ScraperWiki lets anyone scrape Twitter data without coding The Obama administration’s open data mandate announced on Thursday was made all the better by the unveiling of the new ScraperWiki service on Friday. If you’re not familiar with ScraperWiki, it’s a web-scraping service that has been around for a while but has primarily focused on users with some coding chops or data journalists willing to pay to have someone scrape data sets for them. Its new service, though, currently in beta, also makes it possible for anyone to scrape Twitter to create a custom data set without having to write a single line of code. Taken alone, ScraperWiki isn’t that big of a deal, but it’s part of a huge revolution that has been called the democratization of data. More data is becoming available all the time — whether from the government, corportations or even our own lives — only it’s not of much use unless you’re able to do something with it.
Police Dept. to Use Internet to Try to Stop Shootings
Predicting what topics will trend on Twitter - MIT Media Relations
A real Caltech course, not a watered-down version Free, introductory Machine Learning online course (MOOC) Taught by Caltech Professor Yaser Abu-Mostafa [article]Lectures recorded from a live broadcast, including Q&APrerequisites: Basic probability, matrices, and calculus8 homework sets and a final examDiscussion forum for participantsTopic-by-topic video library for easy review Outline This is an introductory course in machine learning (ML) that covers the basic theory, algorithms, and applications.
My PR buddy Julie Wohlberg asked me tonight if I knew any good journalists she should invite to a social media conference in Florida called SheCon. ReadWriteWeb’s Sarah Perez in Tampa was apparently inaccessible, so I took a few minutes to explore some possibilities…with web applications! I used the DIY data extraction and normalization service Needlebase, along with Twitter list search engine Tlists and of course Twitter itself to discover a list of journalists in the South of the US who have more than 2000 Twitter followers. Marshall Kirkpatrick, Technology Journalist » How to Use Twitter Plus Needlebase to Discover Fabulous Things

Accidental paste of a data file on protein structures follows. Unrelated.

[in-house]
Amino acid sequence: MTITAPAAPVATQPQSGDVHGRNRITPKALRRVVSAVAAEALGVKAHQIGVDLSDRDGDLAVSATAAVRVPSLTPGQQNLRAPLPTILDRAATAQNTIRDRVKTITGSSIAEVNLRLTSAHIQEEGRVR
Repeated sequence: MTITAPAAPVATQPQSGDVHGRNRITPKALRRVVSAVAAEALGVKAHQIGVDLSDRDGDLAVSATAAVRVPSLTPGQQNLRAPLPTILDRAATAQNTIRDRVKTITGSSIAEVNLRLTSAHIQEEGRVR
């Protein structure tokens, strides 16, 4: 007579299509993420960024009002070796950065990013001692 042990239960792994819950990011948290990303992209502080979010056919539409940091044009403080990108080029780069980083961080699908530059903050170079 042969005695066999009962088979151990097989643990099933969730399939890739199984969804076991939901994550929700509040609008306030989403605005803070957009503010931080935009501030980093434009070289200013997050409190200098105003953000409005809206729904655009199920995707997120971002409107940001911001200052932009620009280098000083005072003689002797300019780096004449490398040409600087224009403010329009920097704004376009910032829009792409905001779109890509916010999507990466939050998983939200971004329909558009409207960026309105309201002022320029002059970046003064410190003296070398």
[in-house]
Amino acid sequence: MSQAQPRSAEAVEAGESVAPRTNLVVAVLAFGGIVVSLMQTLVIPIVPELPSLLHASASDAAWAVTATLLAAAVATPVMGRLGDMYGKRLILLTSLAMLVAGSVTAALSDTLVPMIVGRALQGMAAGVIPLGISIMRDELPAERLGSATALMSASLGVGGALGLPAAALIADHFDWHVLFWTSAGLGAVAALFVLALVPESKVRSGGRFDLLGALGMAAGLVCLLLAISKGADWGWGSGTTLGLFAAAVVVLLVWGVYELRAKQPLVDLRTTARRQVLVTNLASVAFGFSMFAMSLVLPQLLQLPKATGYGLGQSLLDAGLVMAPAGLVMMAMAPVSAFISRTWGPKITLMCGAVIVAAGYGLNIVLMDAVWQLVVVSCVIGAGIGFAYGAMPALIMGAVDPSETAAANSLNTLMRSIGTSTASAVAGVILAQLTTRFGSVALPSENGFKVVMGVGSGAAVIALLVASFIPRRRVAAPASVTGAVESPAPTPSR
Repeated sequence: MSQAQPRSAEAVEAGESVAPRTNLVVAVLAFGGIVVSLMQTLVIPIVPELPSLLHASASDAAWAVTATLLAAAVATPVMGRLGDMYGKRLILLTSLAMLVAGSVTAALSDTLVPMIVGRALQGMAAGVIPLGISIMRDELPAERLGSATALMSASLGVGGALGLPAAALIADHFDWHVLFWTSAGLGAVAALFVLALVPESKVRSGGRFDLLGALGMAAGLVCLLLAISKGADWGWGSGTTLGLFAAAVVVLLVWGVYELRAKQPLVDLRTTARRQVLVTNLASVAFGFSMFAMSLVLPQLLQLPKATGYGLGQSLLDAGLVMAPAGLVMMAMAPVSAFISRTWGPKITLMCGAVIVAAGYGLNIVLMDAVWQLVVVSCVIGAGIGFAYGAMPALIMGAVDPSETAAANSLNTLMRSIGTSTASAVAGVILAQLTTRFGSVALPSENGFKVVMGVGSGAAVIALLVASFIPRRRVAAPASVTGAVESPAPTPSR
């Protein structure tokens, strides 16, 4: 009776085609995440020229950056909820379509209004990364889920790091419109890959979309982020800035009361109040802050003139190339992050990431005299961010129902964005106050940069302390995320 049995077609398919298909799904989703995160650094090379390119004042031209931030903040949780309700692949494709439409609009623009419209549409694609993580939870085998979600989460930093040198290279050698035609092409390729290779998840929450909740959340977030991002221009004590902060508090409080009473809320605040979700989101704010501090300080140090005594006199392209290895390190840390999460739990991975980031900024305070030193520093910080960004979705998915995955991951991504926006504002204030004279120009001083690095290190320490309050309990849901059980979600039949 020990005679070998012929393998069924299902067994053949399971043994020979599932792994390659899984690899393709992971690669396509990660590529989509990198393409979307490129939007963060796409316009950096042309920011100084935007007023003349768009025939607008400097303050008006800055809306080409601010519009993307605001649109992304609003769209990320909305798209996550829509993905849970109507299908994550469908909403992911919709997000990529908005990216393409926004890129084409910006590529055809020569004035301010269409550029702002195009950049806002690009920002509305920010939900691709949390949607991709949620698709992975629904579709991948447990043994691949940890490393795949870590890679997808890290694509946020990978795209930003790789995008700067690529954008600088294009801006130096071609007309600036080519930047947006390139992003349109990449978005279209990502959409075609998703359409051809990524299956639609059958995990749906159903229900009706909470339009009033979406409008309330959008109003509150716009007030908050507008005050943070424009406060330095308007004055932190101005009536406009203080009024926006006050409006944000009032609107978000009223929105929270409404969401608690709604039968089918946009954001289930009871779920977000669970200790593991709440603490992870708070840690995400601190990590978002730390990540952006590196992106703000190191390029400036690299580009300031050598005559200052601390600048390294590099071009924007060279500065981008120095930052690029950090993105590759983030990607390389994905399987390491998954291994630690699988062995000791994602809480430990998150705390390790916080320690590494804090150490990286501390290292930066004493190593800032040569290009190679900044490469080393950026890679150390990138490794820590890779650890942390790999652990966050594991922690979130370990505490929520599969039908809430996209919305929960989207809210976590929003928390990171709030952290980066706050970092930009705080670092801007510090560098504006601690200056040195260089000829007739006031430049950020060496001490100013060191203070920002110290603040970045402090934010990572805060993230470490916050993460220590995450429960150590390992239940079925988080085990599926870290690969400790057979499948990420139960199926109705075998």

View From Above: The Startup Map Featuring entrepreneurial communities outside Silicon Valley is a topic close to our hearts, particularly if they're outside the U.S. Our "Never Mind The Valley" series challenges perceptions about locations for startups, and "entrepreneurial density" is an intriguing topic for VCs and entrepreneurs alike. Think you live in a startup hotspot?
From navigating the Web in entirely new ways to seeing where in the world twitters are coming from, data visualization tools are changing the way we view content. We found the following 16 apps both visually stunning and delightfully useful. Visualize Your Network with Fidg’tFidg’t is a desktop application that aims to let you visualize your network and its predisposition for different types of things like music and photos.
Data visualizations can be gorgeous, but images often don't do them justice, especially if we're talking live, real-time visualizations (some of which require a lot of processing power and can't even be run on a regular desktop computer). We've dug out 7 videos of awesome data visualizations you simply must see. Skyrails Skyrails is a social network visualization system, but it can be used to visualize any graph or dataset.